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Reverse culture shock

Cartoon of a strange alien creature

Ever felt like an alien?

Reverse culture shock: what is it and how can you cope?

If you have moved away from the UK for a significant period of time you probably experienced some level of culture shock when you first arrived in your new country of residence. Most people are prepared for this, and realise it takes time to adjust. What you may not be aware of is that a similar process is likely to happen if you move back to British shores.

Even though many people don’t speak about it, because they see it as a sign of weakness, reverse culture shock is very real. The level of culture shock you encounter depends on the individual, but it’s likely that if you’re returning to the UK you’ll experience some level of difficulty.

Isn’t it a good thing that you’ll be seeing your friends and family again?

The vast majority of people who return to live in the UK look forward to seeing familiar people and sights again. Reverse culture shock is not necessarily connected with any misgivings at the return; you may be perfectly happy at the prospect. In fact, more often than not, a feeling of excitement occurs before the culture shock sets in.

Why doesn’t the feeling of excitement last?

When people first return to live in the UK they are usually full of stories about the time they have spent abroad, and they expect people to want to listen. At first, people are interested, and probably listen intently to the stories; then the problems start.

Everyone has their own life to live, and people soon tire of listening to the people who have returned. There is no malice in this lack of interest; it’s merely that people have other things to be interested in. This doesn’t stop people who have returned home from feeling upset when it seems as though people are ignoring them.

If you return to the UK, it’s important to remember that people may be excited to see you at first, but ultimately they will just carry on with their lives as normal. If you try and manage your expectations from the start you will be better equipped to deal with the situation.

Why might you feel as though you are in a foreign land?

It’s not just interactions with people that you might find difficult if you return to live in the UK. If you have been living in another country for a significant period of time, you will have adjusted to your new environment. Over time you will have become integrated into your new community.

Of course, this is a good thing, but it can cause you difficulties if you return to live in the UK. You have left a community where you belonged, and a culture you had become immersed in, to return to a place that you have lost touch with. You may find yourself comparing your neighbourhood in the UK unfavourably with the place you have come from. This can make you start to regret the move back home.

It’s important to give yourself time. The more you allow yourself to get frustrated with your feelings of unease, the worse you are going to feel. It’s also important to accept the situation. If you understand that it’s going to take a while before you get used to the variances in conversation, routine and culture, you will eventually stop spending all your time dwelling on the issues, and before you know it you will be starting to adjust.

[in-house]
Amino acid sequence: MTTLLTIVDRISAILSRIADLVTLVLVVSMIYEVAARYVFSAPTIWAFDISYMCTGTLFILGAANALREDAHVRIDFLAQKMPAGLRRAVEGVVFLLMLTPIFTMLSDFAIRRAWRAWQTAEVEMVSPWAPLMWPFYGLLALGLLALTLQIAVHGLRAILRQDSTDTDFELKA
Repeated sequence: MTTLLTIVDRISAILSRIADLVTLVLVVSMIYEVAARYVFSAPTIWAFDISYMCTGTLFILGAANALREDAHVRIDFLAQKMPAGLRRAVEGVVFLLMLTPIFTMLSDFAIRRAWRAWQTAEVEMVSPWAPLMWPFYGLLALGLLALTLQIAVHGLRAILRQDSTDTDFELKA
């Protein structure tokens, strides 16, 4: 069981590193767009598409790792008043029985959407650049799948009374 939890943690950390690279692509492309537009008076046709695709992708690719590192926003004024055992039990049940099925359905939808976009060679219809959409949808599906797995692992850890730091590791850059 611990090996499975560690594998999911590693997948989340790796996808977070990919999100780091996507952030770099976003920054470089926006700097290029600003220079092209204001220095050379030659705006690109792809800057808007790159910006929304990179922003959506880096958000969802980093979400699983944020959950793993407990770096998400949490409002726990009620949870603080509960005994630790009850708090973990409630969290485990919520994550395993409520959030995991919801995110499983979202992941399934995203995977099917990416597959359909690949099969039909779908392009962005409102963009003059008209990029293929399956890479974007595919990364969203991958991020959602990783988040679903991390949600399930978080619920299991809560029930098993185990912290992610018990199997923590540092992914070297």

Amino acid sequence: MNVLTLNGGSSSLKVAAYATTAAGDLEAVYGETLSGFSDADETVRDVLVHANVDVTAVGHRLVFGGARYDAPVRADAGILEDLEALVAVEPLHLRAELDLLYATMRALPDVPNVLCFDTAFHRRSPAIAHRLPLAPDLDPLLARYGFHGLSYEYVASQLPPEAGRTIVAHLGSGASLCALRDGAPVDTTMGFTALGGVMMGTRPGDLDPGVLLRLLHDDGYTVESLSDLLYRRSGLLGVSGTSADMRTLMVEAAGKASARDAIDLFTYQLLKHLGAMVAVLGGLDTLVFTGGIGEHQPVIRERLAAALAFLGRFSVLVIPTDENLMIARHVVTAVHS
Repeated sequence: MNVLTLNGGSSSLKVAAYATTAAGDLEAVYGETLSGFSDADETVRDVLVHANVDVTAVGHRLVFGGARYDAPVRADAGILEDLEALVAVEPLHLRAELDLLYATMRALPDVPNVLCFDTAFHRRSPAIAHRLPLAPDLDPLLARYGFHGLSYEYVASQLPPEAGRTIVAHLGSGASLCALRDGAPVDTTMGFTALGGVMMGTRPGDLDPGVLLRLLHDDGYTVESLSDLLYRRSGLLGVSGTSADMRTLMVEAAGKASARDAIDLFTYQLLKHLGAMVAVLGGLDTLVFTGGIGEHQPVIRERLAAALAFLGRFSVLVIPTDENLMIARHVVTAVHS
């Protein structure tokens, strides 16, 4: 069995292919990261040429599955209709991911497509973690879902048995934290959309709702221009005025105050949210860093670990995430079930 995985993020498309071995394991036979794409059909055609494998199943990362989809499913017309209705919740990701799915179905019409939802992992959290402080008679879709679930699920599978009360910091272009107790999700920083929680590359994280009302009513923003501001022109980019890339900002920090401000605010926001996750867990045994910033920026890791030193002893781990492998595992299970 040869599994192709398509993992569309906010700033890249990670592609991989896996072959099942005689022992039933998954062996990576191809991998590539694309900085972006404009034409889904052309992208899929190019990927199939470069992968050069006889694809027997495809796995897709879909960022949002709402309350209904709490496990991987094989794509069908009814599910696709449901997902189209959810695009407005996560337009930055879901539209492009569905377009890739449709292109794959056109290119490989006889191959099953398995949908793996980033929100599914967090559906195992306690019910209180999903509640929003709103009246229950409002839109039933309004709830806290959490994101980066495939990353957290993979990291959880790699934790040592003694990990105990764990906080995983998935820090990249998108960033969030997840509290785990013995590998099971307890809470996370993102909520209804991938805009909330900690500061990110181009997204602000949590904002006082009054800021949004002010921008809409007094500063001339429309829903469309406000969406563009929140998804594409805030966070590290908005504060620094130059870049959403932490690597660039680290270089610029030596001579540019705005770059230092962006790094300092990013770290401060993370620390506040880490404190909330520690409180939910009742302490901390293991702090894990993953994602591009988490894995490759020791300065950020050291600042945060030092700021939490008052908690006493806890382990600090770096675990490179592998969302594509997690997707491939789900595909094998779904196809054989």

Why does it feel as though you are on the outside looking in?

Put together the issues with feeling ignored, and the problems adapting to the lifestyle, and it can often feel as though you are watching a film or TV show, rather than living your life. This is because you see everyone else following their routines, and you have yet to get used to yours. It’s easy to feel down about the situation, but you need to make the effort to do things to help you adapt. Getting back into the routine of work can help, as can joining a gym or evening classes. Don’t spend your time sitting feeling sorry for yourself—get out and start to fit in.

It may feel as though you are never going to integrate, but the day will come when you start to feel comfortable being back in the UK, and happy in your new life.

PG Author: Olly Sampson

Olly Sampson co-owns Brighton removals firm Bee Moved. They have helped many families begin their expat journey.

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1 Comment

Mike Kingdom-Hockings 03-06-2015, 11:05

Children usually re-adjust fairly quickly, but often suffer the greatest shocks, particularly if they are returning to town/city life in the UK after a few years in rural or even ‘pioneer’ life somewhere like Africa or outback Australia. I remember a school friend’s twelve year old brother when he returned to Hampshire after three years in the Australian opal mining town of Tennant Creek. He objected strongly to wearing a school cap instead of a proper digger hat, and missed weekends “out shooting ‘roos”. More recently, daughters of American friends in Botswana had to give up keeping chickens in their bedroom…

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